“The world heard Mr. Haftar declare he was about to unleash a new air campaign. That will be Russian mercenary pilots flying Russian-supplied aircraft to bomb Libyans,” Townsend said.
U.S. Africa Command assesses that Russia is not interested in what is best for the Libyan people but are working to achieve their own strategic goals instead.
“If Russia seizes basing on Libya’s coast, the next logical step is they deploy permanent long-range anti-access area denial (A2AD) capabilities,” said U.S. Air Force Gen. Jeff Harrigian, commander, U.S. Air Forces in Europe-Air Forces Africa. “If that day comes, it will create very real security concerns on Europe’s southern flank.”
Russia’s destabilizing actions in Libya will also exacerbate the regional instability that has driven the migration crisis affecting Europe.
The statement was released along with the satellite image of the MiG-29 at Al Jufra airbase.
Noteworthy, along with the satellite shot, AFRICOM has also released a series of photographs and stills of Russian fighter jets, including MiG-29s, Su-34s and Su-35s, shot by spyplanes or drones’ EO/IR sensors or targeting pods. It’s not clear whether all of these were taken near Libya or are related to the deployment: there are types that are not believed to be involved in the deployment. Moreover, some show their original Red Star on the tail, while AFRICOM has confirmed the MiG-29s “were repainted to camouflage their Russian origin.”
A MiG-29 (Image credit: US AFRICOM)
Dealing with the role the aircraft can play in Libya here’s what this Author has written in hte previous article on this topic, after axplaining that the Russian jets have been deployed to back Haftar’s forces, already supported by the UAE, Egypt and Russian mercenaries in the war to take the control Tripoli launched last year.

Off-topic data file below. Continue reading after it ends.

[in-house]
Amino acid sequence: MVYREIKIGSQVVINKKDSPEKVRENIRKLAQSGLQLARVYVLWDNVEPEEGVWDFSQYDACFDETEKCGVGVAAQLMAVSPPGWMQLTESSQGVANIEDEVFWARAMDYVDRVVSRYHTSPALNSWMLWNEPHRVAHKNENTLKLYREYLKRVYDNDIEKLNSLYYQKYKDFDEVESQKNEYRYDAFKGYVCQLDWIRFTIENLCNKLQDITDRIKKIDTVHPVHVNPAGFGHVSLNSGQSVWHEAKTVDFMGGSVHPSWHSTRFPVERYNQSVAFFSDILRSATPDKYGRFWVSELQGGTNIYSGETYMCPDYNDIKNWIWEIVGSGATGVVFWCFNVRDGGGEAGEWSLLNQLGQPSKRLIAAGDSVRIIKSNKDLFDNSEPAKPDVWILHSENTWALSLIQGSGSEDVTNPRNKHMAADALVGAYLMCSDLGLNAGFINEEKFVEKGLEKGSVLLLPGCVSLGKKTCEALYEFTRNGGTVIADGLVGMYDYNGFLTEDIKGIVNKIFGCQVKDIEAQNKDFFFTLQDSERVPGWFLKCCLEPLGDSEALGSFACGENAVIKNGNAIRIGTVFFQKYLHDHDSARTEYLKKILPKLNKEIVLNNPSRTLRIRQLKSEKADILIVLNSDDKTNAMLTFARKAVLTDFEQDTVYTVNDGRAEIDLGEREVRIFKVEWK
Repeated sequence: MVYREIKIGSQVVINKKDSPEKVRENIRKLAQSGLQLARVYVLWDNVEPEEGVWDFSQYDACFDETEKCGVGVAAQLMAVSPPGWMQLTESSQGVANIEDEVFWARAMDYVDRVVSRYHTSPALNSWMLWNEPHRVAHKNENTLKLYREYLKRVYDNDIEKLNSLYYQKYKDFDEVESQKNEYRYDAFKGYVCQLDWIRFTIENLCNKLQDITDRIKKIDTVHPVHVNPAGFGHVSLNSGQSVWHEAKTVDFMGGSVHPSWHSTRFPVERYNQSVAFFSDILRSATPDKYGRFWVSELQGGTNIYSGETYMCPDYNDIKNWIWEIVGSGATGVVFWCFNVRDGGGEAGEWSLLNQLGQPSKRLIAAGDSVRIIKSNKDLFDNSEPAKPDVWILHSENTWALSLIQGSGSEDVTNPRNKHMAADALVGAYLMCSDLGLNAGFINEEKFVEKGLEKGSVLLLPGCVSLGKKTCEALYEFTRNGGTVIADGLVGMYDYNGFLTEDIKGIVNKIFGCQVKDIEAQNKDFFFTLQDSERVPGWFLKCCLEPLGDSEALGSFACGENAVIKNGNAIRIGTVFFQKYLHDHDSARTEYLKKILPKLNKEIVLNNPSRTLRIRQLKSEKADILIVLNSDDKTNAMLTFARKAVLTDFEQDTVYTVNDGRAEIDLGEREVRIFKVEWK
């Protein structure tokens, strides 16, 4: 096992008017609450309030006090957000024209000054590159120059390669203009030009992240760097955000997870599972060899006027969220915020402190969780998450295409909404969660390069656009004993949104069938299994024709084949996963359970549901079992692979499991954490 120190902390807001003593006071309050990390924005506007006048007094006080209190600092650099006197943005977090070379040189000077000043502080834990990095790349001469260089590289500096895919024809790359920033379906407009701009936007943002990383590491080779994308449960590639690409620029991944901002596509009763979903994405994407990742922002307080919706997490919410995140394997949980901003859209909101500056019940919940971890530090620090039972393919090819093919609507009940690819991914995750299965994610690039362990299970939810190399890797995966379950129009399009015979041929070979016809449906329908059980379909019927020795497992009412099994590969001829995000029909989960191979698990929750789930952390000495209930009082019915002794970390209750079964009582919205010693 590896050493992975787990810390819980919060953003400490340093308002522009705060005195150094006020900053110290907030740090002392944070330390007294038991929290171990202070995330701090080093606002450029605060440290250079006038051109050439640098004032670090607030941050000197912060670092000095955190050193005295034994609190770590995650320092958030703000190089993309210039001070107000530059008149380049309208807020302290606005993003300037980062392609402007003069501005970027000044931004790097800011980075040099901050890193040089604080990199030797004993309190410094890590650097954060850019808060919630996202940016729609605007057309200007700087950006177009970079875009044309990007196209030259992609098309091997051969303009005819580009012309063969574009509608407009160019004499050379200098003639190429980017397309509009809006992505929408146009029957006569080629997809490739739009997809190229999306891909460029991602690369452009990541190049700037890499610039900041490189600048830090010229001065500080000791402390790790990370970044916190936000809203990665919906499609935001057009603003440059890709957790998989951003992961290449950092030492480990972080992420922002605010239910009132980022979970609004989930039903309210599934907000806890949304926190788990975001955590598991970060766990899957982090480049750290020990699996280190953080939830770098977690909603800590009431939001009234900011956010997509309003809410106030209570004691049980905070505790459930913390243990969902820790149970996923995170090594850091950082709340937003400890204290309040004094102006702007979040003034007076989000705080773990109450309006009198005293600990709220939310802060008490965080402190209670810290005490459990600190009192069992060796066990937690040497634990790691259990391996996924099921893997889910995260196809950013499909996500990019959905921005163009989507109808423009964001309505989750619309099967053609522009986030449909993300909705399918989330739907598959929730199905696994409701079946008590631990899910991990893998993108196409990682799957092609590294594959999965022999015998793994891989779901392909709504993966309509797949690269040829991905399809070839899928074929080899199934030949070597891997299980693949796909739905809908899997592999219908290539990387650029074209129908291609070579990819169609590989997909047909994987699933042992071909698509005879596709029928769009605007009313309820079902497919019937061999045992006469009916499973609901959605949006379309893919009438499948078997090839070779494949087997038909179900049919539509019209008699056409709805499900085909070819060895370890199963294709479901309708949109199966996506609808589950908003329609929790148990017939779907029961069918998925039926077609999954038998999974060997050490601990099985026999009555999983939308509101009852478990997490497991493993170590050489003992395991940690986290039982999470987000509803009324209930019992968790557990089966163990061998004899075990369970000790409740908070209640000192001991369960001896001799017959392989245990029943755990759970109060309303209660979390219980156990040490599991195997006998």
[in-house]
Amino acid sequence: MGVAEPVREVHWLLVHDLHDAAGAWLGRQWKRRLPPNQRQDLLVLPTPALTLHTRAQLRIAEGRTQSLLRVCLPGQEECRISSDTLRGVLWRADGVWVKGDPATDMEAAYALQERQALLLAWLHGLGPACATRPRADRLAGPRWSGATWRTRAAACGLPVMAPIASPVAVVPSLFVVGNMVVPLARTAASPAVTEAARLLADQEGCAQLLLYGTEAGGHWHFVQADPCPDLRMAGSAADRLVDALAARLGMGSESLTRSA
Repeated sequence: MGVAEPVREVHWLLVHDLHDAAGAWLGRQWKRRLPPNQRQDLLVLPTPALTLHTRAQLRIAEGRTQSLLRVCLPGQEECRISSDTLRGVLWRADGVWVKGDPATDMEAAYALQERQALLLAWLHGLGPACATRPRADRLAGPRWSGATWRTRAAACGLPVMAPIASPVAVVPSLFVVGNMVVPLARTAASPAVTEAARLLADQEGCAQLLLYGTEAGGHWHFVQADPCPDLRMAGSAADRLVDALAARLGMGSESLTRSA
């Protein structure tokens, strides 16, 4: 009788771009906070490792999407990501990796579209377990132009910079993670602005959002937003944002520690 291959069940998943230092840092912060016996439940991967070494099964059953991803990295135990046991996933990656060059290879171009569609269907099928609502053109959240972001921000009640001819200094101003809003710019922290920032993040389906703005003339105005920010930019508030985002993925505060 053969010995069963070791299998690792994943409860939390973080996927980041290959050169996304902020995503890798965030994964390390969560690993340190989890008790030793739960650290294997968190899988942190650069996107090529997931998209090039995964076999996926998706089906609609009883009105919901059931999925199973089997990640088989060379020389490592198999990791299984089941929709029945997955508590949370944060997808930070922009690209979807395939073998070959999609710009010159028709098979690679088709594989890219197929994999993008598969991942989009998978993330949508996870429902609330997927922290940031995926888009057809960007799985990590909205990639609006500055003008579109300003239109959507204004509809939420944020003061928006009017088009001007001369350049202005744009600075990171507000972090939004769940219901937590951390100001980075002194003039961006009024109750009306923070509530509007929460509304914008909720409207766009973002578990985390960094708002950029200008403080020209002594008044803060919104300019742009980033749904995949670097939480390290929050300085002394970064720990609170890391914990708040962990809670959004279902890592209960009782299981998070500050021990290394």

Since November 2019, the government of Tripoli has been able to reject the attacks from Haftar’s LNA forces, taking also control of the strategic al-Watiya Air Base, 90 miles south of Tripoli. In other words, with the help of the Turkish drones and anti-aircraft systems the GNA has been able to achieve the air superiority in Tripolitania: in the last hours alone, Turkish UAVs have destroyed at least nine Russian “Pantsir” anti-aircraft systems, supplied by UAE to Haftar to protect LNA bases.
What role the MiGs and Sukhois would play in this war is hard to say: while the Su-24s are attack aircraft, the MiG-29s can theoretically be used to carry out counter-UAVs as well as air-to-surface missions. In other words, they may represent a deterrent for Turkish drones that have been used with devastating results by the GNA. However, at the same time, dispatching MiG-29s (flown by mercenaries) in contested airspace with still significant SAM (Surface Air Missile) and MANPADS (Man Portable Air Defense System) threat would expose the fighters to the risk of being targeted, and downed, as happened to other Libya National Army Air Force jets in the skies over Libya’s capital. Anyway, we will see.